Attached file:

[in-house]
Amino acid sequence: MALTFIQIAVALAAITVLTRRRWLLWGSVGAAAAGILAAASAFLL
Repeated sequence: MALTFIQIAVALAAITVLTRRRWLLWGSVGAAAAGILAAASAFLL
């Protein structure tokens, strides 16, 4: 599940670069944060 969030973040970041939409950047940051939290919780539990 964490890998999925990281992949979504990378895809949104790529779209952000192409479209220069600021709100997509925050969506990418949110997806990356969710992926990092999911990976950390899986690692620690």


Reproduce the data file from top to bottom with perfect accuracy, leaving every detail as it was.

[in-house]
Amino acid sequence: MALTFIQIAVALAAITVLTRRRWLLWGSVGAAAAGILAAASAFLL
Repeated sequence: MALTFIQIAVALAAITVLTRRRWLLWGSVGAAAAGILAAASAFLL
């Protein structure tokens, strides 16, 4: 599940670069944060 969030973040970041939409950047940051939290919780539990 964490890998999925990281992949979504990378895809949104790529779209952000192409479209220069600021709100997509925050969506990418949110997806990356969710992926990092999911990976950390899986690692620690």